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HOUSTON, Minn. - Kristie Cox made French toast for breakfast on a beautiful Memorial Day weekend. She kissed goodbye her husband Jeremy and two children as they headed for the library. A couple hours later, life would end as she knew it.
"I just fell to the ground. All the air just left me," Cox recalled recently, tears streaming down her cheeks. "My world just shattered."
Jeremy and 3-year-old Isabel were killed when an empty flatbed trailer unhitched from an oncoming pickup, crossed the centerline and plowed hitch-first through the windshield of the Cox's Honda CRV.
Kristie and Jeremy's 11-month-old son Liam - in the backseat next to Isabel - wasn't injured. But with her husband and daughter gone, Kristie Cox's loss was beyond comprehension.
Three years later, as Memorial Day weekend again approaches, she still shudders at the prospect of boat, camper and utility trailers improperly attached by their drivers.
"Even the word 'accident' - for the longest time I just hated that word because, in so many ways, it was not an accident," Cox said.
A state patrol investigation revealed that a clip was missing from the bottom of a hitch pin, allowing the trailer to break free before it slammed into the Cox's SUV. Further evidence showed one of the trailer's two safety chains was also missing.
"This should never have happened," said Kelley McGraw, the Minnesota state trooper who conducted the investigation. "This was completely avoidable, in every sense of the word."
The driver of the tow vehicle, 25-year-old Amanda Engelhart, pleaded guilty to careless driving and unsafe equipment. She spent 30 days in jail.
Under state law, Engelhart bore the responsibility for the crash even though the trailer did not belong to her and had been attached by a family friend. "If the trailer you're using isn't safe, you're responsible as the driver," said McGraw. "Ultimately it rests on you."
Engelhart has since moved to Rochester. In a tearful interview, she said not a day goes by that she doesn't think about the crash and the lives it took. "You don't ever get over something like this," she said. "I just couldn't imagine that being the last time you're seeing your little girl and your husband."
Minnesota does not keep statistics on deaths and injuries caused by trailers detaching. The website Dangerous Trailers.org claims, nationwide, more than 15,000 people have been killed by trailers since 1975.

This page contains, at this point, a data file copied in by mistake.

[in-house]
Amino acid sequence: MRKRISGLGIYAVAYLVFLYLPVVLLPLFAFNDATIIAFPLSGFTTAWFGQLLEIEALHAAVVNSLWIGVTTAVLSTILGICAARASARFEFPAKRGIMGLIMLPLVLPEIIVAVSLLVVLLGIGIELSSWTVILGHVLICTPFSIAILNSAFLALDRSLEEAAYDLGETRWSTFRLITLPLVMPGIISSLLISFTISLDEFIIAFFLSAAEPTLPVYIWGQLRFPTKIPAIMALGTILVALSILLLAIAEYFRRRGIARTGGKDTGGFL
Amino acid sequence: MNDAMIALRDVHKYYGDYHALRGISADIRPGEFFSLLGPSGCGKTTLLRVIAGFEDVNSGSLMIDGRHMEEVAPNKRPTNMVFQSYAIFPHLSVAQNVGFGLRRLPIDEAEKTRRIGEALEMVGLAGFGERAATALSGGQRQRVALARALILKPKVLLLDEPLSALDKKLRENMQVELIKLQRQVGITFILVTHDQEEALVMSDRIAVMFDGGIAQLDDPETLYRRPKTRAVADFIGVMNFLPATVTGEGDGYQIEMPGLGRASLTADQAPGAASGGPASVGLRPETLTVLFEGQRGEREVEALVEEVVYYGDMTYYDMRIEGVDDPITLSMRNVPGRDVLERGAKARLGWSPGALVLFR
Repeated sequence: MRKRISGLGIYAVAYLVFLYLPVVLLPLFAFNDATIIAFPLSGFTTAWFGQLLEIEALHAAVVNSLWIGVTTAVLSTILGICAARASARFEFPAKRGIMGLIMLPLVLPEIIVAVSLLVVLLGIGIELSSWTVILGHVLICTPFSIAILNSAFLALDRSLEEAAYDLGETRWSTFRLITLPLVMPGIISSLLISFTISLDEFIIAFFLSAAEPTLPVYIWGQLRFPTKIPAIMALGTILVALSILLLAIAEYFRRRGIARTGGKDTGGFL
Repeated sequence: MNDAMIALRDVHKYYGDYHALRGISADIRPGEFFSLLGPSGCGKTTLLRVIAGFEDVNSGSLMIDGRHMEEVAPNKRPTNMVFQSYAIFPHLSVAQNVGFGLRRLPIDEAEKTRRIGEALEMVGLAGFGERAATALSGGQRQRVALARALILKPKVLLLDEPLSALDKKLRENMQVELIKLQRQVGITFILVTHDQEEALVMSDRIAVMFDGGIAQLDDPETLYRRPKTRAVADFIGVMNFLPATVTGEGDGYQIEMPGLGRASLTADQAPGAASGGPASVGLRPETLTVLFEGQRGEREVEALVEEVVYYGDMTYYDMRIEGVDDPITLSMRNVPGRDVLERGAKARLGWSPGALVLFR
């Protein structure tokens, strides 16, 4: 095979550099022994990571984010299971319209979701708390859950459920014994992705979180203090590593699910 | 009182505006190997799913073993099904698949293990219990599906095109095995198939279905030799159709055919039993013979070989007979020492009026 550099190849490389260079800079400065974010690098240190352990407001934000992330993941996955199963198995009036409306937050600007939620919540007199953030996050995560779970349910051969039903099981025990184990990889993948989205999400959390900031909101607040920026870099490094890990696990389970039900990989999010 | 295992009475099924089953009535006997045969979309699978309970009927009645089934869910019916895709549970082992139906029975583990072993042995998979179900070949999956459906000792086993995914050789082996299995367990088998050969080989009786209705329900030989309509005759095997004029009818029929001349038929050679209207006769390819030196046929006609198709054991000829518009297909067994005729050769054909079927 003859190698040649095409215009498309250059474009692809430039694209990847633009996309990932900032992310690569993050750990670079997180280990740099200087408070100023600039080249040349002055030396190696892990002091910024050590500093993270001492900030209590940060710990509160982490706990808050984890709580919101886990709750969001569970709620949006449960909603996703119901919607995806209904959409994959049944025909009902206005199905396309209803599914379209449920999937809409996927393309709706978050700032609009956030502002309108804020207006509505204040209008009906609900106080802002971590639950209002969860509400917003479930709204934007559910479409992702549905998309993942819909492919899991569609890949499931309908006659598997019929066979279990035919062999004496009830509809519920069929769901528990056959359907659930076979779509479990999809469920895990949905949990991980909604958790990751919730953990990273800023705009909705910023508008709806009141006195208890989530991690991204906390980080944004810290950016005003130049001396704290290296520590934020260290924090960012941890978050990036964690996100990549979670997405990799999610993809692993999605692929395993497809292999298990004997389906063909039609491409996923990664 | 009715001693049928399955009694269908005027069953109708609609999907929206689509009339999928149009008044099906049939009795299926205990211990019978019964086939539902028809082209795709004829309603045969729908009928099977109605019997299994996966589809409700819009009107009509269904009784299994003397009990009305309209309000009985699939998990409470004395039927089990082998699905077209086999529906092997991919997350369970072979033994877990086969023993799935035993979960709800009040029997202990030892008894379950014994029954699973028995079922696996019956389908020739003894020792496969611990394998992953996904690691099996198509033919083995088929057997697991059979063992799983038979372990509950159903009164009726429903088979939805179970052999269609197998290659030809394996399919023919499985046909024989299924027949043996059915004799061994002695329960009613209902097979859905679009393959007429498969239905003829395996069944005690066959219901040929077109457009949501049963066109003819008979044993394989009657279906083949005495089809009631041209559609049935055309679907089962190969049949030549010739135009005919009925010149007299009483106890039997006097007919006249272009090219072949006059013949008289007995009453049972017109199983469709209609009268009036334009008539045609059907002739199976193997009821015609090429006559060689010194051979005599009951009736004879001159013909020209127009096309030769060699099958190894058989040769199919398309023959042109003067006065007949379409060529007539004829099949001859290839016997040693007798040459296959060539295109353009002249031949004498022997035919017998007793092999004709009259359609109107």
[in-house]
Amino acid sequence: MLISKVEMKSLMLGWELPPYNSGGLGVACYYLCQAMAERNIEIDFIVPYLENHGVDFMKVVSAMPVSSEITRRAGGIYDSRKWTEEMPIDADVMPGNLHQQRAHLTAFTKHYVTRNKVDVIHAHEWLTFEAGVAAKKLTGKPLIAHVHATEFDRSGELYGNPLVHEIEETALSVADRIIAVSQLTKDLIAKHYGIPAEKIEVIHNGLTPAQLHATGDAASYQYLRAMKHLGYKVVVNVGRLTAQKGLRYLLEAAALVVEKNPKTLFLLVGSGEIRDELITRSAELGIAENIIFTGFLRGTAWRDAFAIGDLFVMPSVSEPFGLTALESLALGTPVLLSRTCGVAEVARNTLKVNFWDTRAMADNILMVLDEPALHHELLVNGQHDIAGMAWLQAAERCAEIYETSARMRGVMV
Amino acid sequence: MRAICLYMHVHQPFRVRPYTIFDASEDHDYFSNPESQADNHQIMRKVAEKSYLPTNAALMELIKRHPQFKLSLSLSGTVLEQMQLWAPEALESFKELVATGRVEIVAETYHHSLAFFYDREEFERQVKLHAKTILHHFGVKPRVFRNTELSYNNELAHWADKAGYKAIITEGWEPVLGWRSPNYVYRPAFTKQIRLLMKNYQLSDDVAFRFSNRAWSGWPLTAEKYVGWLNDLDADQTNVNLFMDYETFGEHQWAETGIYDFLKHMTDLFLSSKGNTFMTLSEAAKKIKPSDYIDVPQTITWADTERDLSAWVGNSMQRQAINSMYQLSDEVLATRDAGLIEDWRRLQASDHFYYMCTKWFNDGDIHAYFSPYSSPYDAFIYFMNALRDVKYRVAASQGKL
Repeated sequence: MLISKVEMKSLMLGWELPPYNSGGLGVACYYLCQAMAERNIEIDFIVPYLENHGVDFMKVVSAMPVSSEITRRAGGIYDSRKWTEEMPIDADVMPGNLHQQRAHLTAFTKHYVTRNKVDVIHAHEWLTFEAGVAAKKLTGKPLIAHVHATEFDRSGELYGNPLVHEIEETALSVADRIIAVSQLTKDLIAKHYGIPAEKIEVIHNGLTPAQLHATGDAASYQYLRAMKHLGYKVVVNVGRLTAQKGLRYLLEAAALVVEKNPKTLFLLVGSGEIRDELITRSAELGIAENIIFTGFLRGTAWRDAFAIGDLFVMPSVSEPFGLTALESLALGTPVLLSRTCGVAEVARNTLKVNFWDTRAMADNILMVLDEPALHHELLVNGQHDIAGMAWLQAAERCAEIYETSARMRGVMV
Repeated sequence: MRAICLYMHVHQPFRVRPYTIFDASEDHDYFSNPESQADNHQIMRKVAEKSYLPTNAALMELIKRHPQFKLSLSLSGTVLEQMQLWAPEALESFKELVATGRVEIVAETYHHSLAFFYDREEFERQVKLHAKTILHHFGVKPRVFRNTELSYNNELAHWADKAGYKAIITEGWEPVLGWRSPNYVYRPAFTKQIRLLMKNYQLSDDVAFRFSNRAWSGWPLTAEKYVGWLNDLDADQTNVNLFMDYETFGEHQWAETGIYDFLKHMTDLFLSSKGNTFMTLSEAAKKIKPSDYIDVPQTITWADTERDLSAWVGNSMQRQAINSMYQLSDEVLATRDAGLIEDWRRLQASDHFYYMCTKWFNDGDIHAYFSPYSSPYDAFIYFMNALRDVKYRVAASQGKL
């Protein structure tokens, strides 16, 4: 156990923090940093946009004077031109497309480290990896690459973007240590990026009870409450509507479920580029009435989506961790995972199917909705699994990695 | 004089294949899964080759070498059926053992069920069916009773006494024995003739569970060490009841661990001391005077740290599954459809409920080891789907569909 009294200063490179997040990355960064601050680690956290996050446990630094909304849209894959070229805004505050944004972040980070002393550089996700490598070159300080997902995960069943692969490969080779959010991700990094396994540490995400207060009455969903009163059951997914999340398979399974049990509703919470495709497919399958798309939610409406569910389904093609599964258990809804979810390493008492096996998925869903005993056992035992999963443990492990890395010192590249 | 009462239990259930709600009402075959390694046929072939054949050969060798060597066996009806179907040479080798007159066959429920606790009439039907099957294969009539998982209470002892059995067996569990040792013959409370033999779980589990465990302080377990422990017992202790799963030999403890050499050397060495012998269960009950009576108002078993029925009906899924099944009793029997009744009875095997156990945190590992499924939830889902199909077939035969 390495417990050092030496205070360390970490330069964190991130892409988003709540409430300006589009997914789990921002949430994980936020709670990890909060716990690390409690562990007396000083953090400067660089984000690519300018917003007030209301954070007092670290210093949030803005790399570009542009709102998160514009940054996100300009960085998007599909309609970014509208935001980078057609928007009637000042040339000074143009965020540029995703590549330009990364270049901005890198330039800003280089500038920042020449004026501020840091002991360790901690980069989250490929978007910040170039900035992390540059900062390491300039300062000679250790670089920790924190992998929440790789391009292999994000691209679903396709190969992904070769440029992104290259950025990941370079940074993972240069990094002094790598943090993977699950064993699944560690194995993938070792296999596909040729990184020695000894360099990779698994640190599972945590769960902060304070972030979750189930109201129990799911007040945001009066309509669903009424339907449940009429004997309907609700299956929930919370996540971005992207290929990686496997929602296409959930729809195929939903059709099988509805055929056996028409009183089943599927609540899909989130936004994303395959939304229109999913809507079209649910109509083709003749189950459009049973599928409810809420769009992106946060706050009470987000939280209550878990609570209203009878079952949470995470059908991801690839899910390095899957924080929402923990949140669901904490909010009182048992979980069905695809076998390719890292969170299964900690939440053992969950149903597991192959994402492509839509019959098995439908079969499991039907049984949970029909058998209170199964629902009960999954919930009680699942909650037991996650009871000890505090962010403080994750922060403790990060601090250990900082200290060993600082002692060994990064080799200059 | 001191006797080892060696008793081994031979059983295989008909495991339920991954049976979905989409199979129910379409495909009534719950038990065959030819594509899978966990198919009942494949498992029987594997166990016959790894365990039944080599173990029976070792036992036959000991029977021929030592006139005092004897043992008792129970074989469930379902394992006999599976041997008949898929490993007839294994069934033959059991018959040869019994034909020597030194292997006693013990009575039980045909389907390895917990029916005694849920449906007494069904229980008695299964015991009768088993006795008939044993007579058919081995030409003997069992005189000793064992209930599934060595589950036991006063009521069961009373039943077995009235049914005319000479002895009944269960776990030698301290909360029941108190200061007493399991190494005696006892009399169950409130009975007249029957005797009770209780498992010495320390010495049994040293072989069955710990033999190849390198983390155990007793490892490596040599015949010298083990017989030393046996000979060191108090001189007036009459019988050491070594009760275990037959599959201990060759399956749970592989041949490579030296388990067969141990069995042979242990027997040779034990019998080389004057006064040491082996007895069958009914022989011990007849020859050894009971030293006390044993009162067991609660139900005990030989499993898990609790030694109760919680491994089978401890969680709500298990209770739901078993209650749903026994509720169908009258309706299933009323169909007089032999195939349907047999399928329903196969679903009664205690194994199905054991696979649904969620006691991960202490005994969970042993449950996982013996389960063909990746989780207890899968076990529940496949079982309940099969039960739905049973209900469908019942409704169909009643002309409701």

Kristie Cox has kept Isabel's bedroom undisturbed since her death - even the clothes in the hamper. "Because if I wash them, they won't smell like her," she said. "Three years later, I just can't."
Cox hopes people who hear the story will think of her husband and daughter when they hook up their trailers. "You need to educate yourself or ask someone who knows. Go online and look - 'How do I hook up this up correctly?' - and do it every single time, because it was that one time that took my husband and daughter."
Watch the Minnesota Department of Public Safety's tips on how to attach a trailer safely.
Here is the facts!! The United States Government has never tested to a NATIONAL STANDARD FOR ALL HITCHES AND TOWING SYSTEMS IN THE UNITED STATES!!!! All safety STANDARDS ARE 'VOLUNTARY'
The United States Government HAS NO CLUE HOW TO HANDLE THESE TYPES OF RECALLS...THEY NEVER ISSUED ONE!
More than 40,000 Nissan Navara utes have been recalled in Australia over a defect relating to the vehicles’ towbars.
Nissan has identified the attachment points on two of the Nissan Australia genuine accessory towbars fitted to Navara RX and ST-X variants can cause “excessive stress upon the chassis frame rails over time”.
“As a result, cracks can occur at the ends of the rails,” Nissan said in a statement. “In extreme cases, sections of the chassis rails around the towbar attachment points may bend when heavy load is applied.”
Nissan Australia is recalling 40,400 Nissan Navara D40
models produced in Spain between July 2005 and January 2010, including
9800 known to be fitted with the affected Nissan genuine towbars and
33,600 others potentially fitted with non-genuine parts.
Nissan says affected owners will be contacted and encouraged to arrange an inspection of their vehicle at an authorised dealership.
Vehicles fitted with one of the two affected Nissan genuine towbars will have it replaced with a new genuine towbar of revised design free of charge, with rectification work to also be completed if required.
Vehicles fitted with a non-genuine towbar will be inspected at no charge to owners but any repair or replacement to a new revised-design genuine Nissan towbar will be at cost to the owner.
Owners looking for more information are encouraged to contact the Nissan Customer Service Centre on 1800 035 035.